Schools have the potential to support immigrant students by protecting against neighborhood and family context risks.1 Despite past research on the immigrant paradox, first-generation immigrant youth may experience particular difficulties due to less developed language skills, thus leading to frustration, disillusionment, and poorer academic achievement. However, school factors such as poverty rate, segregation rate, and students’ perceptions of their schools impact the level of support schools can offer.6 Also, certain evaluative techniques may be inappropriate measures of immigrant youths’ school experiences.

Furthermore, unauthorized status compounds migration-related stress for immigrant families and their children through fear of deportation, inaccessibility to resources such as healthcare, and lack of prospects for social mobility despite academic achievement.1

As more immigrant youth come to the United States, developing appropriate educational programs that are attentive to their unique experiences becomes more urgent. Internationals Network For Public Schools seeks to create such environments of academic support for newly arrived immigrants. Currently, the network includes 27 schools in seven states.7 Their student bodies consist solely of immigrant students, and teachers who are trained to help English Language Learners. While some believe that integration into mainstream classrooms is most beneficial, research has identified potential risks to academic achievement and psychological wellbeing associated with premature integration.1 School administrations must also recognize the kinds of resources immigrant parents have to offer, such as support and involvement with their child’s learning. While currently under political scrutiny, sanctuary cities, which intend to provide a safe haven for unauthorized citizens, would ideally promote a sense of security.8 This might lead to unauthorized parents being more willing to participate in their children’s schools, and take advantage of school resources.

References

  1. Suárez-Orozco, C., Gaytán, F. X., Bang, H. J., Pakes, J., O’Connor, E., & Rhodes, J. (2010). Academic trajectories of newcomer immigrant youth. Developmental Psychology, 46(3), 602–618. doi: 10.1037/a0018201.supp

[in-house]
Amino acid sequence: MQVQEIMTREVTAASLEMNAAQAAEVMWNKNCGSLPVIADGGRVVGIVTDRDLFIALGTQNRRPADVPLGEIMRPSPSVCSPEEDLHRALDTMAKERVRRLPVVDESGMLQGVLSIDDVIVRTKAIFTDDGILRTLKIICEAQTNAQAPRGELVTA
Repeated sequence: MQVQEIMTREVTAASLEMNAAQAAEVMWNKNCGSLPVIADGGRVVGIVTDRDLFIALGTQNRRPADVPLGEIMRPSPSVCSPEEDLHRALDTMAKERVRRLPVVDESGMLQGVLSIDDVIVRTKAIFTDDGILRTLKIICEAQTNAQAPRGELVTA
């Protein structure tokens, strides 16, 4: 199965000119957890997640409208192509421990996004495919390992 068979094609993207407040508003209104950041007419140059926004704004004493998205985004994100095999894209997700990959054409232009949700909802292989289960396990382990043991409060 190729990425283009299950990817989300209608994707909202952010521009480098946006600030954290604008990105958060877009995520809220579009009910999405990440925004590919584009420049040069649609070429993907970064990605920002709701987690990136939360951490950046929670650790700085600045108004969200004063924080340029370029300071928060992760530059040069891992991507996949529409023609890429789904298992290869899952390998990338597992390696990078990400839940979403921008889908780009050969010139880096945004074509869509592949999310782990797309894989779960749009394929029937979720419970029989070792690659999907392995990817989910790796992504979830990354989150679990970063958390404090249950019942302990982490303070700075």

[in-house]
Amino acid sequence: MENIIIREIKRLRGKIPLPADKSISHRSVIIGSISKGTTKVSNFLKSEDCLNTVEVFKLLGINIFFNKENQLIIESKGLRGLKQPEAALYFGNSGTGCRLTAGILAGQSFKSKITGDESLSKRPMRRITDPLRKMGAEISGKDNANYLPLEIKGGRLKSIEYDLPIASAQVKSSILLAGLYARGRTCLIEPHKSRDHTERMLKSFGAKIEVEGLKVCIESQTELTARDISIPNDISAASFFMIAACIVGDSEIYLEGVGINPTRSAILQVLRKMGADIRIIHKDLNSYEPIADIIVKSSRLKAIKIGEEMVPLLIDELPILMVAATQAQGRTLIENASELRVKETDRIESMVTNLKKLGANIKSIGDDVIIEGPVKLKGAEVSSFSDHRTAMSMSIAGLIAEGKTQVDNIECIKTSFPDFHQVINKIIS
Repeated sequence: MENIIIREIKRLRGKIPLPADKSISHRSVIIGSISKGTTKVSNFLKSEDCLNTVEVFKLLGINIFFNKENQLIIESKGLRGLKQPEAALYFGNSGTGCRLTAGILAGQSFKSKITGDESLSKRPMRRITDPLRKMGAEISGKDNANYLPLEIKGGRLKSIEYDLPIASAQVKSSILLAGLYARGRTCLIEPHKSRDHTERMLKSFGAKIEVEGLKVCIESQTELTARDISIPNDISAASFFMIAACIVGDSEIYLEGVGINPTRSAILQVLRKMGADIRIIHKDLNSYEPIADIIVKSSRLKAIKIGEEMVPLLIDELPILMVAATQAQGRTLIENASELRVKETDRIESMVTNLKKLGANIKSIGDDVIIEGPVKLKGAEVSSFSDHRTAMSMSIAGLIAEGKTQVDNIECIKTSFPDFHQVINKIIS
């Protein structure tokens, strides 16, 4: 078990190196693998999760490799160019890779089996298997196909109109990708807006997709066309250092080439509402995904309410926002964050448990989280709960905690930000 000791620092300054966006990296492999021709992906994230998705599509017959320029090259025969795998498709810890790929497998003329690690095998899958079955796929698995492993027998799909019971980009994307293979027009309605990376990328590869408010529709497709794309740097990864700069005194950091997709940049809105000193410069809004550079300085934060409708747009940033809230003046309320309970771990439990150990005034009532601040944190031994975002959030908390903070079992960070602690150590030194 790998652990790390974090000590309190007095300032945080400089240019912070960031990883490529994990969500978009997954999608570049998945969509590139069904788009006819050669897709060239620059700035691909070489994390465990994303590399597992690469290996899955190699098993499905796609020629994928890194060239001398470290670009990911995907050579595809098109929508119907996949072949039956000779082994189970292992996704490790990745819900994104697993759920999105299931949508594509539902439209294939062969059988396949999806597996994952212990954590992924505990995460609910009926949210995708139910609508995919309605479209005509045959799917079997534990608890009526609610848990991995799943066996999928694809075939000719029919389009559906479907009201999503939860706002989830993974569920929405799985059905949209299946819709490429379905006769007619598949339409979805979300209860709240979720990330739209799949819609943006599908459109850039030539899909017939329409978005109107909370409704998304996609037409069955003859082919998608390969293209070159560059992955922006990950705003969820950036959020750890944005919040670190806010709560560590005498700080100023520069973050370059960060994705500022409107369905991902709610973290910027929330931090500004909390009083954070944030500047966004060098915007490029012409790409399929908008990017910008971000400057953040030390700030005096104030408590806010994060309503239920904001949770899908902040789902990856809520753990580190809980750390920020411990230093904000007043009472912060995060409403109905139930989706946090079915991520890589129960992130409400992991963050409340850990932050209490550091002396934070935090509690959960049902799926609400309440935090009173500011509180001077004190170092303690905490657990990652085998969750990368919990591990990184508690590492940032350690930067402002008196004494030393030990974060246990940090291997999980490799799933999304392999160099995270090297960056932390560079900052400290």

2. Glick, J. E., Hanish, L. D., Yabiku, S. T., & Bradley, R. H. (2012). Migration timing and parenting practices: Contributions to social development in preschoolers with foreign- born and native-born mothers. Child Development, 83(5), 1527–1542. doi: 10.1111/j.1467- 8624.2012.01789.x
  3. Suárez-Orozco, C., Yoshikawa, H., Teranishi, R. T., & Suárez-Orozco, M. M. (2011). Growing up in the shadows: The developmental implications of unauthorized status. Harvard Educational Review, 81(3), 438–472.
  4. Leventhal, T., & Shuey, E. A. (2014). Neighborhood context and immigrant young children’s development. Developmental Psychology, 50(6), 1771–1787. doi: 10.1037/a0036424
  5. Vo-Jutabha, E. D., Dinh, K. T., McHale, J. P., & Valsiner, J. (2009). A qualitative analysis of Vietnamese adolescent identity exploration within and outside an ethnic enclave. Journal of Youth and Adolescence, 38(5), 672–690. doi: 10.1007/s10964-008-9365-9
  6. Motti-Stefanidi, F., & Masten, A. S. (2013). School success and school engagement of immigrant children and adolescents: A risk and resilience developmental perspective. European Psychologist, 18(2), 126–135.
  7. Boyd Alvarez, S. (2017) Helping immigrant students catch up, fast — It takes a whole school  Retrieved from http://www.npr.org/sections/ed/2017/03/10/513907525/helping-immigrant-students-catch-up-fast-it-takes-a-whole-school
  8. Cameron, D. (2017). How sanctuary cities work, and how Trump’s executive order might affect them. The Washington Post. Retrieved from https://www.washingtonpost.com/graphics/national/sanctuary-cities/

 

Families, Neighborhoods, & Schools: Assessing Immigrant Youths’ Development

Immigrant youth not only face normative challenges of development, but also they face pressures within their families, neighborhoods, and schools that can produce difficulties to performing well. It is critical that immigrant youth receive the necessary emotional and social supports in order to thrive.